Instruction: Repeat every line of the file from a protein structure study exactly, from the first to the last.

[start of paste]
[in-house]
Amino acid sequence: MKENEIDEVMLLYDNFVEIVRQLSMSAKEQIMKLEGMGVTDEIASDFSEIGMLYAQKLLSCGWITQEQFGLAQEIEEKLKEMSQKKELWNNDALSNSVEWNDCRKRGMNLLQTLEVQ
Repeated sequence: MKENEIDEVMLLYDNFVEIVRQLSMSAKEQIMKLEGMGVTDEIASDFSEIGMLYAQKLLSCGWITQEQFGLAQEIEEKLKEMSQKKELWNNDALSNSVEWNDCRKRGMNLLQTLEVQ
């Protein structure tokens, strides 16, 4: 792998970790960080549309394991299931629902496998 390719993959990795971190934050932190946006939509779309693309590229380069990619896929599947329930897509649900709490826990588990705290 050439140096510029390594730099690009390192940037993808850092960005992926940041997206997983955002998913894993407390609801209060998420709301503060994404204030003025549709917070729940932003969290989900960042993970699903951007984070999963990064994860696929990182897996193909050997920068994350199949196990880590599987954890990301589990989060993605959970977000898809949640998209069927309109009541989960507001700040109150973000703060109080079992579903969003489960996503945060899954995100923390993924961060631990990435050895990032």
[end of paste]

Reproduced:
[in-house]
Amino acid sequence: MKENEIDEVMLLYDNFVEIVRQLSMSAKEQIMKLEGMGVTDEIASDFSEIGMLYAQKLLSCGWITQEQFGLAQEIEEKLKEMSQKKELWNNDALSNSVEWNDCRKRGMNLLQTLEVQ
Repeated sequence: MKENEIDEVMLLYDNFVEIVRQLSMSAKEQIMKLEGMGVTDEIASDFSEIGMLYAQKLLSCGWITQEQFGLAQEIEEKLKEMSQKKELWNNDALSNSVEWNDCRKRGMNLLQTLEVQ
């Protein structure tokens, strides 16, 4: 792998970790960080549309394991299931629902496998 390719993959990795971190934050932190946006939509779309693309590229380069990619896929599947329930897509649900709490826990588990705290 050439140096510029390594730099690009390192940037993808850092960005992926940041997206997983955002998913894993407390609801209060998420709301503060994404204030003025549709917070729940932003969290989900960042993970699903951007984070999963990064994860696929990182897996193909050997920068994350199949196990880590599987954890990301589990989060993605959970977000898809949640998209069927309109009541989960507001700040109150973000703060109080079992579903969003489960996503945060899954995100923390993924961060631990990435050895990032």